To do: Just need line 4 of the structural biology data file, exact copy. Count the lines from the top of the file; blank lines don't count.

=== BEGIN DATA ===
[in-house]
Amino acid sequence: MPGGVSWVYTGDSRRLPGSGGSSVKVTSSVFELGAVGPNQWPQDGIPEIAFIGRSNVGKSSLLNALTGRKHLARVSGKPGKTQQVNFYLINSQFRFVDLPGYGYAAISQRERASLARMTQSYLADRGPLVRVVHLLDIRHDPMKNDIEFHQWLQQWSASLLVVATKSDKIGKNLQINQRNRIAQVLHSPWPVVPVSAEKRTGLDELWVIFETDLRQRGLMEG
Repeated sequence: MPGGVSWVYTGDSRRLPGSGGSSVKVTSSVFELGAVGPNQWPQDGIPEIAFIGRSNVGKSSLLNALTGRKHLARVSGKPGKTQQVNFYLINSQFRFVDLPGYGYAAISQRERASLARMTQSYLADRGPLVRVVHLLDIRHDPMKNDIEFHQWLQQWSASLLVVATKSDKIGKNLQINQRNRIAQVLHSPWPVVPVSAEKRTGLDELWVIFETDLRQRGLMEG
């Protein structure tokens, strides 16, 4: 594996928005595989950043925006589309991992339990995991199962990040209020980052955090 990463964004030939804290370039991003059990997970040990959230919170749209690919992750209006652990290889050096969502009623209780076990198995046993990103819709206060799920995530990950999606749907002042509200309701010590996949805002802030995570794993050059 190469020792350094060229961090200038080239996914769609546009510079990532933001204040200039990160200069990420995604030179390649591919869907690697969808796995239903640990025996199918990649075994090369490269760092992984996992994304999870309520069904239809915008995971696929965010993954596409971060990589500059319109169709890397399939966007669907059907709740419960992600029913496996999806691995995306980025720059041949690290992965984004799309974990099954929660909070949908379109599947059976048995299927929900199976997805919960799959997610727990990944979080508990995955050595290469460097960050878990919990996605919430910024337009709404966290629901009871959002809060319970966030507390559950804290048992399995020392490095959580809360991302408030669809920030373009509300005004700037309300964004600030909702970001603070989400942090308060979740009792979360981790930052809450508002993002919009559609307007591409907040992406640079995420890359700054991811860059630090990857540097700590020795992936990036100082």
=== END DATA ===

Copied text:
């Protein structure tokens, strides 16, 4: 594996928005595989950043925006589309991992339990995991199962990040209020980052955090 990463964004030939804290370039991003059990997970040990959230919170749209690919992750209006652990290889050096969502009623209780076990198995046993990103819709206060799920995530990950999606749907002042509200309701010590996949805002802030995570794993050059 190469020792350094060229961090200038080239996914769609546009510079990532933001204040200039990160200069990420995604030179390649591919869907690697969808796995239903640990025996199918990649075994090369490269760092992984996992994304999870309520069904239809915008995971696929965010993954596409971060990589500059319109169709890397399939966007669907059907709740419960992600029913496996999806691995995306980025720059041949690290992965984004799309974990099954929660909070949908379109599947059976048995299927929900199976997805919960799959997610727990990944979080508990995955050595290469460097960050878990919990996605919430910024337009709404966290629901009871959002809060319970966030507390559950804290048992399995020392490095959580809360991302408030669809920030373009509300005004700037309300964004600030909702970001603070989400942090308060979740009792979360981790930052809450508002993002919009559609307007591409907040992406640079995420890359700054991811860059630090990857540097700590020795992936990036100082």